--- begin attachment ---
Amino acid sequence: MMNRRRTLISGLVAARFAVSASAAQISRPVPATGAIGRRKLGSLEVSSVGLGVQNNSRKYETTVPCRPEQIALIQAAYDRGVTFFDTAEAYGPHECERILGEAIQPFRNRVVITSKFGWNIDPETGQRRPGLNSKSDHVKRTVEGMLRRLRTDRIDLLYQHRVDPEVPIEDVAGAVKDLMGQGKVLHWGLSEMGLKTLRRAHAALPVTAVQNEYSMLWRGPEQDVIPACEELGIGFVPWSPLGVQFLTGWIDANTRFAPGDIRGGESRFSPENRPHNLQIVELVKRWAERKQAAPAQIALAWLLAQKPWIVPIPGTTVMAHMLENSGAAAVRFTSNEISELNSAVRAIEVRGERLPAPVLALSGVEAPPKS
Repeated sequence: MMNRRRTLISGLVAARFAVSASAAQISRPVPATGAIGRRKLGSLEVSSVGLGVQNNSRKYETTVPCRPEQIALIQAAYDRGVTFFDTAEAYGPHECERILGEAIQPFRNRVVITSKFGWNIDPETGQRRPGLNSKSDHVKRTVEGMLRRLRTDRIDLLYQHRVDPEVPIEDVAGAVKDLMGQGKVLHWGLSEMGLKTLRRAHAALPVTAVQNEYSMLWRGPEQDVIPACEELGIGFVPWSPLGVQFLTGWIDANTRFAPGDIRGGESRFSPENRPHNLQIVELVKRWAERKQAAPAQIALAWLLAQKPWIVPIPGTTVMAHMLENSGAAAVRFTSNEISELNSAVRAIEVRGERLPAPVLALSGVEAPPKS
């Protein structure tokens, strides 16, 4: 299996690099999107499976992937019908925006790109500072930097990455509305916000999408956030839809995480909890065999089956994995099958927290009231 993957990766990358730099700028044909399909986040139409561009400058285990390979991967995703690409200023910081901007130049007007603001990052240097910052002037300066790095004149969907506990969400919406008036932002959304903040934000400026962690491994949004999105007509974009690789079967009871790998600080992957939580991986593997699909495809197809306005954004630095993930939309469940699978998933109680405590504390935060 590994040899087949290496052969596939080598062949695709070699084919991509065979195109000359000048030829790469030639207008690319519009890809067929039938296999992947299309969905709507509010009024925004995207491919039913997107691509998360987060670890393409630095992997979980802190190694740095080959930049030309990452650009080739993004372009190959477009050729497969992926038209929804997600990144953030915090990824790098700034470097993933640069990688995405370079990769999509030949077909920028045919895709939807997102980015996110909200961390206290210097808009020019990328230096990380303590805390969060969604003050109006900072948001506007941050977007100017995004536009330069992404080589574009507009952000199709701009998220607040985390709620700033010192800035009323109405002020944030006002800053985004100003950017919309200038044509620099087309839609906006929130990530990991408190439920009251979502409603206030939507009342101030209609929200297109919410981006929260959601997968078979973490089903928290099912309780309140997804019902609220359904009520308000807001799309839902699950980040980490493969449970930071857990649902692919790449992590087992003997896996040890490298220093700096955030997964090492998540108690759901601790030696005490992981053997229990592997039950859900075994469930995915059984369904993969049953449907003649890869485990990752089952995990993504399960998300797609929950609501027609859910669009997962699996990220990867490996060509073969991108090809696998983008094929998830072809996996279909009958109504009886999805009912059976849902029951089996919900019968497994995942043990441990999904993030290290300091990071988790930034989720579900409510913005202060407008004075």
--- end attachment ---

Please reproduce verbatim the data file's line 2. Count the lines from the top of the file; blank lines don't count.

Repeated sequence: MMNRRRTLISGLVAARFAVSASAAQISRPVPATGAIGRRKLGSLEVSSVGLGVQNNSRKYETTVPCRPEQIALIQAAYDRGVTFFDTAEAYGPHECERILGEAIQPFRNRVVITSKFGWNIDPETGQRRPGLNSKSDHVKRTVEGMLRRLRTDRIDLLYQHRVDPEVPIEDVAGAVKDLMGQGKVLHWGLSEMGLKTLRRAHAALPVTAVQNEYSMLWRGPEQDVIPACEELGIGFVPWSPLGVQFLTGWIDANTRFAPGDIRGGESRFSPENRPHNLQIVELVKRWAERKQAAPAQIALAWLLAQKPWIVPIPGTTVMAHMLENSGAAAVRFTSNEISELNSAVRAIEVRGERLPAPVLALSGVEAPPKS